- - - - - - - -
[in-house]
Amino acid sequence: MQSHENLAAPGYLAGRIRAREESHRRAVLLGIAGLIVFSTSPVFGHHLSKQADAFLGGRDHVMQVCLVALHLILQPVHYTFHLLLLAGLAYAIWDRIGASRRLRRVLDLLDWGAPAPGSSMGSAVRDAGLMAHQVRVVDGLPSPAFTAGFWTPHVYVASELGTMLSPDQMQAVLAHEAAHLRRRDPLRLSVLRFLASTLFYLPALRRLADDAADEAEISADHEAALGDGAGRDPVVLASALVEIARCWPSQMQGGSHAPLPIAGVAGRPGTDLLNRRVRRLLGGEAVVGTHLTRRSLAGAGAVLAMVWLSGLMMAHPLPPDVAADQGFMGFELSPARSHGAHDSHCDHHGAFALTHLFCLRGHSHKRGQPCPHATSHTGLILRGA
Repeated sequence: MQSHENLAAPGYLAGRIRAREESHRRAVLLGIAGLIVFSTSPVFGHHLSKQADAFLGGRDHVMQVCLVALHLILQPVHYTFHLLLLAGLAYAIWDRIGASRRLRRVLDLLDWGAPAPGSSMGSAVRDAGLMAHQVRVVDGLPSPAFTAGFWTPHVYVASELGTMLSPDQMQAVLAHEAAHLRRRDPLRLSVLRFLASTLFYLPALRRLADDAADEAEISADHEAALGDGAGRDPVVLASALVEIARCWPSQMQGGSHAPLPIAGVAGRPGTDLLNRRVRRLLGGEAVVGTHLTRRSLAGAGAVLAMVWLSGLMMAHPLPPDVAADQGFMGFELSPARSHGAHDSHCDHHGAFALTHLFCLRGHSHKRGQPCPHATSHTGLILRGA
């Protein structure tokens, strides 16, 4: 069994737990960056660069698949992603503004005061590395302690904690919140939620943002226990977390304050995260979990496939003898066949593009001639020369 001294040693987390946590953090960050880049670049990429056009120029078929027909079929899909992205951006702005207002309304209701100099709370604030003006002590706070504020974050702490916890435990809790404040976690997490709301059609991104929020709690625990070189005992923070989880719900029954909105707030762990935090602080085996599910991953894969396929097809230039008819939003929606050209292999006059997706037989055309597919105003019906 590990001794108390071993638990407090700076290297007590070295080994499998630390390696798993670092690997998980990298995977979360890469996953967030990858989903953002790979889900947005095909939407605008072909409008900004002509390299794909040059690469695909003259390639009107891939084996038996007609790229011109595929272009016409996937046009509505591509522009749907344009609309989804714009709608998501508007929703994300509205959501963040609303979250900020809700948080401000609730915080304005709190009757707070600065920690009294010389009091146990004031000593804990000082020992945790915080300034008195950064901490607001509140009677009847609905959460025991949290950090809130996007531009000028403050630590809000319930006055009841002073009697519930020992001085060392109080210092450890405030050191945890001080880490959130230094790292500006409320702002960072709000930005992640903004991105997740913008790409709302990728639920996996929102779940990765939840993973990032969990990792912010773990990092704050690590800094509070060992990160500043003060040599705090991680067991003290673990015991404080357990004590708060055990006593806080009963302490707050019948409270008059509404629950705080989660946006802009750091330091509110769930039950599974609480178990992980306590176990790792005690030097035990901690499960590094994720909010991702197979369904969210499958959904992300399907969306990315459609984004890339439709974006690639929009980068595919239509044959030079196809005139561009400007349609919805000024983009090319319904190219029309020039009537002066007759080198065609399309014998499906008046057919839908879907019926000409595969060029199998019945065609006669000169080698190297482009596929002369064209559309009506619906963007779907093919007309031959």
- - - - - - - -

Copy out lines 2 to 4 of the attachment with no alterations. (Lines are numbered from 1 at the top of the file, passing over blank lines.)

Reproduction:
Amino acid sequence: MQSHENLAAPGYLAGRIRAREESHRRAVLLGIAGLIVFSTSPVFGHHLSKQADAFLGGRDHVMQVCLVALHLILQPVHYTFHLLLLAGLAYAIWDRIGASRRLRRVLDLLDWGAPAPGSSMGSAVRDAGLMAHQVRVVDGLPSPAFTAGFWTPHVYVASELGTMLSPDQMQAVLAHEAAHLRRRDPLRLSVLRFLASTLFYLPALRRLADDAADEAEISADHEAALGDGAGRDPVVLASALVEIARCWPSQMQGGSHAPLPIAGVAGRPGTDLLNRRVRRLLGGEAVVGTHLTRRSLAGAGAVLAMVWLSGLMMAHPLPPDVAADQGFMGFELSPARSHGAHDSHCDHHGAFALTHLFCLRGHSHKRGQPCPHATSHTGLILRGA
Repeated sequence: MQSHENLAAPGYLAGRIRAREESHRRAVLLGIAGLIVFSTSPVFGHHLSKQADAFLGGRDHVMQVCLVALHLILQPVHYTFHLLLLAGLAYAIWDRIGASRRLRRVLDLLDWGAPAPGSSMGSAVRDAGLMAHQVRVVDGLPSPAFTAGFWTPHVYVASELGTMLSPDQMQAVLAHEAAHLRRRDPLRLSVLRFLASTLFYLPALRRLADDAADEAEISADHEAALGDGAGRDPVVLASALVEIARCWPSQMQGGSHAPLPIAGVAGRPGTDLLNRRVRRLLGGEAVVGTHLTRRSLAGAGAVLAMVWLSGLMMAHPLPPDVAADQGFMGFELSPARSHGAHDSHCDHHGAFALTHLFCLRGHSHKRGQPCPHATSHTGLILRGA
């Protein structure tokens, strides 16, 4: 069994737990960056660069698949992603503004005061590395302690904690919140939620943002226990977390304050995260979990496939003898066949593009001639020369 001294040693987390946590953090960050880049670049990429056009120029078929027909079929899909992205951006702005207002309304209701100099709370604030003006002590706070504020974050702490916890435990809790404040976690997490709301059609991104929020709690625990070189005992923070989880719900029954909105707030762990935090602080085996599910991953894969396929097809230039008819939003929606050209292999006059997706037989055309597919105003019906 590990001794108390071993638990407090700076290297007590070295080994499998630390390696798993670092690997998980990298995977979360890469996953967030990858989903953002790979889900947005095909939407605008072909409008900004002509390299794909040059690469695909003259390639009107891939084996038996007609790229011109595929272009016409996937046009509505591509522009749907344009609309989804714009709608998501508007929703994300509205959501963040609303979250900020809700948080401000609730915080304005709190009757707070600065920690009294010389009091146990004031000593804990000082020992945790915080300034008195950064901490607001509140009677009847609905959460025991949290950090809130996007531009000028403050630590809000319930006055009841002073009697519930020992001085060392109080210092450890405030050191945890001080880490959130230094790292500006409320702002960072709000930005992640903004991105997740913008790409709302990728639920996996929102779940990765939840993973990032969990990792912010773990990092704050690590800094509070060992990160500043003060040599705090991680067991003290673990015991404080357990004590708060055990006593806080009963302490707050019948409270008059509404629950705080989660946006802009750091330091509110769930039950599974609480178990992980306590176990790792005690030097035990901690499960590094994720909010991702197979369904969210499958959904992300399907969306990315459609984004890339439709974006690639929009980068595919239509044959030079196809005139561009400007349609919805000024983009090319319904190219029309020039009537002066007759080198065609399309014998499906008046057919839908879907019926000409595969060029199998019945065609006669000169080698190297482009596929002369064209559309009506619906963007779907093919007309031959």